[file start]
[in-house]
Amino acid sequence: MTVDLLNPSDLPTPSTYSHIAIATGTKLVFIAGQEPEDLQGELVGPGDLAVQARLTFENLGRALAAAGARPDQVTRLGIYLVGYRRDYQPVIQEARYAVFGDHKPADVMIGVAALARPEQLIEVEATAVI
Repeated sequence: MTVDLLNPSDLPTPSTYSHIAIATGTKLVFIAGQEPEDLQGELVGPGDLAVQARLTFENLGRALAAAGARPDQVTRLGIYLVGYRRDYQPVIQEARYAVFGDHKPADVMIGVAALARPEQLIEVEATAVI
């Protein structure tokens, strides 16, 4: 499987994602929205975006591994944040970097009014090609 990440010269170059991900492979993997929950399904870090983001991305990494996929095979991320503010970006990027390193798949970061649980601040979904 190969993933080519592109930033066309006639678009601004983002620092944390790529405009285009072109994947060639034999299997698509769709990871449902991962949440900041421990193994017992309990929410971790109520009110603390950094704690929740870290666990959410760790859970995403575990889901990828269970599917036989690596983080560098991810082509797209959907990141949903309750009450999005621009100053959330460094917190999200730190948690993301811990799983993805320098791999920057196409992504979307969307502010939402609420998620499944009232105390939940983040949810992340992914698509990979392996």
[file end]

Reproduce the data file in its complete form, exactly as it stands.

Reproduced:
[in-house]
Amino acid sequence: MTVDLLNPSDLPTPSTYSHIAIATGTKLVFIAGQEPEDLQGELVGPGDLAVQARLTFENLGRALAAAGARPDQVTRLGIYLVGYRRDYQPVIQEARYAVFGDHKPADVMIGVAALARPEQLIEVEATAVI
Repeated sequence: MTVDLLNPSDLPTPSTYSHIAIATGTKLVFIAGQEPEDLQGELVGPGDLAVQARLTFENLGRALAAAGARPDQVTRLGIYLVGYRRDYQPVIQEARYAVFGDHKPADVMIGVAALARPEQLIEVEATAVI
């Protein structure tokens, strides 16, 4: 499987994602929205975006591994944040970097009014090609 990440010269170059991900492979993997929950399904870090983001991305990494996929095979991320503010970006990027390193798949970061649980601040979904 190969993933080519592109930033066309006639678009601004983002620092944390790529405009285009072109994947060639034999299997698509769709990871449902991962949440900041421990193994017992309990929410971790109520009110603390950094704690929740870290666990959410760790859970995403575990889901990828269970599917036989690596983080560098991810082509797209959907990141949903309750009450999005621009100053959330460094917190999200730190948690993301811990799983993805320098791999920057196409992504979307969307502010939402609420998620499944009232105390939940983040949810992340992914698509990979392996």